“I had problems with the final speed,” Scholz hastens to add. “And with double-clutching.” “Well, keep your foot off the brakes,” suggests Jeffert Paulat, who is responsible for the pedals. “Step on the gas first, then lift up briefly before flooring it; otherwise the wheels will spin.” The team has one final shot at the acceleration run. Scholz has calmed down, and he is fully concentrated. Armin Dressler, with close-cropped hair and distinctive black spectacles, is a native of Rüsselsheim. This is his third FSG in a row. He is pushing the ‘Hot Bee,’ and Scholz in it, towards the start area. Spectators move aside to make room, and Dressler enjoys every moment of it. “This is what makes it all worthwhile.” For one week, all Opel teams were allowed to use the proving grounds at Rodgau-Dudenhofen and Pferdsfeld to conduct in-depth testing. “Then, we went back to the workshop and worked around the clock every day,” explains the 24-year-old engineering student. He designed the transmission for the car. The two round a corner where hundreds of fans are peering through the fence in the start and finish areas, with all eyes focused on the track. The pit lanes resound with the roar of the combustion engines. The electric drives give off a hum that gradually increases in pitch.
Students Pass Their Test
Right at the starting line, there is Udo Zuck, an Opel employee from the manufacturing technology unit. In recent months, he has been helping the teams sponsored by Opel any way he could. “Anyone who’s part of this will be ready for anything that could possible await them on the job. The students have demonstrated their interdisciplinary thinking and ability to act, despite being under immense pressure. They’ve shown a lot of commitment.” He casts his eyes again on the track. “The Rüsselsheim guys are up again.”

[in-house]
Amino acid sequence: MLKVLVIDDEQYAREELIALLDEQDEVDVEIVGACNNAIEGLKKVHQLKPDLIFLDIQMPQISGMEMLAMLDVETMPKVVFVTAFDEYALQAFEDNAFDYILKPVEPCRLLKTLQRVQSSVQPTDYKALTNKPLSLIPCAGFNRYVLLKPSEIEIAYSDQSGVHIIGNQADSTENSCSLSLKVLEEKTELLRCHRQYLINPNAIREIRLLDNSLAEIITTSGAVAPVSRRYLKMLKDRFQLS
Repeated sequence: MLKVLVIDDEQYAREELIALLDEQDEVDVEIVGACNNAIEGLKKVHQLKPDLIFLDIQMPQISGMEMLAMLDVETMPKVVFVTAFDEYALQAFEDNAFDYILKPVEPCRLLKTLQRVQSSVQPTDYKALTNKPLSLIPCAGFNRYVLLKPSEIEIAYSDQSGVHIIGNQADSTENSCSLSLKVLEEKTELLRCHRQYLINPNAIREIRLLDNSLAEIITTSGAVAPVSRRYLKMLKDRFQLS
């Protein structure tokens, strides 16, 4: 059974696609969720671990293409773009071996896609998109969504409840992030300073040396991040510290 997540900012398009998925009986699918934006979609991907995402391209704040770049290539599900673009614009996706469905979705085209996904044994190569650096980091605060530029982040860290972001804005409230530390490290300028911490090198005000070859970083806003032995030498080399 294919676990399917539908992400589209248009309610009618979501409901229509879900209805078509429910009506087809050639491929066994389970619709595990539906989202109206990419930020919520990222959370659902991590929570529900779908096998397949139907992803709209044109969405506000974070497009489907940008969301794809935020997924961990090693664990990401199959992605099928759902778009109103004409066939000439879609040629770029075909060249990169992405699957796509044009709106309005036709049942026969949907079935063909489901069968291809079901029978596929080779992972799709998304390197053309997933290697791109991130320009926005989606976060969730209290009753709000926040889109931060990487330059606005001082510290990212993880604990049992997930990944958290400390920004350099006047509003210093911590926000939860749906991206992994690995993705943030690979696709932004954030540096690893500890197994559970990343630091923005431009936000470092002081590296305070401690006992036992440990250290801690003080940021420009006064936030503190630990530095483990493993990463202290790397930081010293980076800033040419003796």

Richard Scholz and his racing car are at the start. He is staring straight ahead. In his mind, he is going through the motions of his foot, which he must have down pat by now. The green flag is shown, and the ‘Hot Bee’ buzzes off. Spectators are craning their necks towards the monitor. After 4.64 seconds, the sports car reaches the finish line at a speed of 103 km/h. The team is happy with this time.
Back in the pit, the crew members are putting their heads together yet again. They are still working on finding the perfect setup. One thing is clear: The students have gas coursing through their veins, and are loving every second of it. (Matthias Voigt)
Formula Student Germany consists of two parallel competitions: Formula Student Combustion (vehicles with combustion engines) and Formula Student Electric (with electric engines). For both competitions, students work in teams to build a one-seater Formula One car. In 2014, there were 115 racing teams – 75 with combustion engines, 40 with electric drives – at the start of the Hockenheimring.
It is not necessarily the fastest car that wins, but the team with the best overall combination of design, racing performance, financial planning, and salesmanship. In preparing for the competition, students are given the task of building a prototype for a racing car, which could also be manufactured as a limited series edition. The teams go through the static disciplines of engineering design, cost analysis, and presentation of the business plan, followed by the dynamic disciplines of acceleration run, skid pad, autocross, fuel/energy consumption, and endurance racing.
For the first time in the history of Formula Student, seven partner teams were on the starting line for Opel: ‘Scuderia Mensa’ from the RheinMain University of Applied Sciences Wiesbaden Rüsselsheim, ‘DART Racing’ from TU Darmstadt, ‘HAWKS’ from the Hamburg University of Applied Sciences, ‘Fast Forest’ from the Deggendorf Institute of Technology, and three teams from the U.S. – ‘Ann Arbor’ from the University of Michigan, ‘Pomona’ from the California State Polytechnic University, and ‘Washington FSAE’ from the University of Washington.
The teams received a lot of support from Opel. They were given access to the proving grounds in Rodgau-Dudenhofen and Pferdsfeld to run tests and train. Mike Ableson, Head of Development, gave them final pointers before the race, while Opel lent its support in manufacturing parts such as rims. Finally, the teams received help with electrical engineering from Peter Andres, technical director for V2X communication).
For information and results, visit www.formulastudent.de